Les Murray is Australia’s leading poet and one of the greatest contemporary poets writing in English. His work has been published in ten languages.

Les Murray has won many literary awards, including the Grace Leven Prize (1980 and 1990), the Petrarch Prize (1995), and the prestigious TS Eliot Award (1996). In 1999 he was awarded the Queens Gold Medal for Poetry on the recommendation of Ted Hughes. (Quoted from Les Murray’s website – http://www.lesmurray.org/index.htm.)


Literary Works by Les Murray



1.      The llex Tree (with Geoffrey Lehmann), Canberra, ANU Press, 1965

2.      The Weatherboard Cathedral, Sydney, Angus & Robertson, 1969

3.      Poems Against Economics, Angus & Robertson, 1972

4.      Lunch & Counter Lunch, Angus & Robertson, 1974

5.      Selected Poems: The Vernacular Republic, Angus & Robertson, 1976

6.      Ethnic Radio, Angus & Robertson, 1977

7.      The Boys Who Stole The Funeral, Angus & Robertson, 1979, 1980; and Manchester, Carcanet, 1989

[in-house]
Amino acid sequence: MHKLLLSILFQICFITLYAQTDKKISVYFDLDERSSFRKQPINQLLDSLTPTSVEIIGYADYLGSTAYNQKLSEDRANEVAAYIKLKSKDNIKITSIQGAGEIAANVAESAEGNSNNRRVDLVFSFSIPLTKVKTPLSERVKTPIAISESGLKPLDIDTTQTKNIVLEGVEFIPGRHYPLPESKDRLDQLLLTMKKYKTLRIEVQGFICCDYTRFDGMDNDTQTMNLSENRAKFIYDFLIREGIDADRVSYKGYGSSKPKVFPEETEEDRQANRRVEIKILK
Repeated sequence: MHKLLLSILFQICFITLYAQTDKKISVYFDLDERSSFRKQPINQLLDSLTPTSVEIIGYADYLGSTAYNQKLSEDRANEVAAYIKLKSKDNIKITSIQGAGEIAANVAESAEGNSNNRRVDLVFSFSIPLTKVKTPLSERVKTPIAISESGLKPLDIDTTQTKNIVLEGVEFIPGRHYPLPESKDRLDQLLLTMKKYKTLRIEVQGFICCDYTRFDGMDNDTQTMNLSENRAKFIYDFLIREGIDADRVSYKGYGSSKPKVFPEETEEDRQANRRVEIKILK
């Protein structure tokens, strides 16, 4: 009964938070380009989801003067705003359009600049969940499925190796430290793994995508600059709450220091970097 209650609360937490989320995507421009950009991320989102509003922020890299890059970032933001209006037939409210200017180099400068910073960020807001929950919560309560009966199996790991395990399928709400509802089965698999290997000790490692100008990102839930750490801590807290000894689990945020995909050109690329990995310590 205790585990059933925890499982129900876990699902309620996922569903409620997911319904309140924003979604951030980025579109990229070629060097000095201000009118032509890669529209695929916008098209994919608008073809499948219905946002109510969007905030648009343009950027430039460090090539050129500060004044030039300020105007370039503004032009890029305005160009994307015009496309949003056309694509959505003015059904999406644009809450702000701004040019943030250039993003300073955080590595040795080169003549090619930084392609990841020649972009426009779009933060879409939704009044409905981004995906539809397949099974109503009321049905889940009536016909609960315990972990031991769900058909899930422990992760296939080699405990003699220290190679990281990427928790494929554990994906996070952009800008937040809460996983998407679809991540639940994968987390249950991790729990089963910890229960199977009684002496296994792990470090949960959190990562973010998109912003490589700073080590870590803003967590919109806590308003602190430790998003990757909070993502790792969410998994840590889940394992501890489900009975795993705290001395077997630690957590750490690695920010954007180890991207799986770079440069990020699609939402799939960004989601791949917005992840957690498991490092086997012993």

8.      The Vernacular Republic: Poems 1961-1981, Angus & Robertson, 1982; Edinburgh, Canongate, 1982; New York, Persea Books, 1982 and (enlarged and revised edition) Angus & Robertson, 1988

9.      The People’s Otherworld, Angus & Robertson, 1983

10.  Selected Poems, Carcanet, 1986

11.  The Daylight Moon, Angus & Robertson, 1987; Carcanet, 1988; and Persea Books, 1988

12.  Dog Fox Field, Sydney: Angus & Robertson, 1990; Carcanet, 1991; and New York, Farrar, Straus and Giroux, 1993

13.  Collected Poems, Angus & Robertson, 1991; Carcanet, 1991; London, Minerva, 1992 and (released as The Rabbiter’s Bounty, Collected Poems), Farrar, Straus and Giroux, 1991

14.  Translations from the Natural World, Paddington: Isabella Press, 1992; Carcanet, 1993 and Farrar, Straus and Giroux, 1994

15.  Collected Poems, Port Melbourne, William Heinemann Australia, 1994

16.  Subhuman Redneck Poems, Carcanet and Sydney, Duffy & Snellgrove, 1996

17.  Fredy Neptune, A Novel in Verse, Carcanet and Duffy & Snellgrove, 1998